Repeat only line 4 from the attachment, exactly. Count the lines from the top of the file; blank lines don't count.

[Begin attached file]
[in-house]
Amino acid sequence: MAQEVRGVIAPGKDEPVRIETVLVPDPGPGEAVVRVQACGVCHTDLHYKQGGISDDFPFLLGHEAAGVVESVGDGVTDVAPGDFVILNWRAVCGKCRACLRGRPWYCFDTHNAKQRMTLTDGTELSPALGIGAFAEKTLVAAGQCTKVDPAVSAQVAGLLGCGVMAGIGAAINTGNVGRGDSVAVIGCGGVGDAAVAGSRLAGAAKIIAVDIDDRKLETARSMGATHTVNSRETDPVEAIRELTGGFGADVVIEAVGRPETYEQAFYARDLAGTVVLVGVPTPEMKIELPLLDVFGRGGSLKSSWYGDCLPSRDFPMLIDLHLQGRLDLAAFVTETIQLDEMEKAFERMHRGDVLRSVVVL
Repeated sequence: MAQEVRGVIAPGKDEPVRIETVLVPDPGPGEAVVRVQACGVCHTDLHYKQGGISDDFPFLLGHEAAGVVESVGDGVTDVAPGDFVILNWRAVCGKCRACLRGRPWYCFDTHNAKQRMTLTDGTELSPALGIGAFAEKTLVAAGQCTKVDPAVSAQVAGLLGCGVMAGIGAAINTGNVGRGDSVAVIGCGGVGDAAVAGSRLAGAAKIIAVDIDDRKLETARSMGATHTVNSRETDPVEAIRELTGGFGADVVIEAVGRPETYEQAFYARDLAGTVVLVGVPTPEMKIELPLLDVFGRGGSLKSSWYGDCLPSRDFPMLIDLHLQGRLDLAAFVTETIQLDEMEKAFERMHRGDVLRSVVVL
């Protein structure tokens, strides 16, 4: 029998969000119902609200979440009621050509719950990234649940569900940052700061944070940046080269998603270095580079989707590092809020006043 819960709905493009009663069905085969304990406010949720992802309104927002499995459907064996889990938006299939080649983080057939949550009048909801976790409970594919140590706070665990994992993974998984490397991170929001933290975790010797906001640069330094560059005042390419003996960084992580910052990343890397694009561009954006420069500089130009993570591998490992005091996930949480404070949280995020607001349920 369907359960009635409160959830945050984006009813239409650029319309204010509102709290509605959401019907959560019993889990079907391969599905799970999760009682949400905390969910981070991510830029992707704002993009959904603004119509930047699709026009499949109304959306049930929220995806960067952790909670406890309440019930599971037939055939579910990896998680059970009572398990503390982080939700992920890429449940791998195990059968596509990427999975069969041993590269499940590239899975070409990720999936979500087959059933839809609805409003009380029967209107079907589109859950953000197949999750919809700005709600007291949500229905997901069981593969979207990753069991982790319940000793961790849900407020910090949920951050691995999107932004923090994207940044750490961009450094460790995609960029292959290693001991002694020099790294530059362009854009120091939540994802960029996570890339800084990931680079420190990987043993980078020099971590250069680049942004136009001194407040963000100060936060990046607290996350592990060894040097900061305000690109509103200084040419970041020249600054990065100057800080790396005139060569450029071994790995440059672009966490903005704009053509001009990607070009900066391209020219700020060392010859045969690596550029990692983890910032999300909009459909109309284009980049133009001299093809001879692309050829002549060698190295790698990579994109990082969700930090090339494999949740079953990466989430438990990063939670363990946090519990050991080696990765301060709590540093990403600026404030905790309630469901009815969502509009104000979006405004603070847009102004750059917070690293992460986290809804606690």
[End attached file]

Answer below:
């Protein structure tokens, strides 16, 4: 029998969000119902609200979440009621050509719950990234649940569900940052700061944070940046080269998603270095580079989707590092809020006043 819960709905493009009663069905085969304990406010949720992802309104927002499995459907064996889990938006299939080649983080057939949550009048909801976790409970594919140590706070665990994992993974998984490397991170929001933290975790010797906001640069330094560059005042390419003996960084992580910052990343890397694009561009954006420069500089130009993570591998490992005091996930949480404070949280995020607001349920 369907359960009635409160959830945050984006009813239409650029319309204010509102709290509605959401019907959560019993889990079907391969599905799970999760009682949400905390969910981070991510830029992707704002993009959904603004119509930047699709026009499949109304959306049930929220995806960067952790909670406890309440019930599971037939055939579910990896998680059970009572398990503390982080939700992920890429449940791998195990059968596509990427999975069969041993590269499940590239899975070409990720999936979500087959059933839809609805409003009380029967209107079907589109859950953000197949999750919809700005709600007291949500229905997901069981593969979207990753069991982790319940000793961790849900407020910090949920951050691995999107932004923090994207940044750490961009450094460790995609960029292959290693001991002694020099790294530059362009854009120091939540994802960029996570890339800084990931680079420190990987043993980078020099971590250069680049942004136009001194407040963000100060936060990046607290996350592990060894040097900061305000690109509103200084040419970041020249600054990065100057800080790396005139060569450029071994790995440059672009966490903005704009053509001009990607070009900066391209020219700020060392010859045969690596550029990692983890910032999300909009459909109309284009980049133009001299093809001879692309050829002549060698190295790698990579994109990082969700930090090339494999949740079953990466989430438990990063939670363990946090519990050991080696990765301060709590540093990403600026404030905790309630469901009815969502509009104000979006405004603070847009102004750059917070690293992460986290809804606690």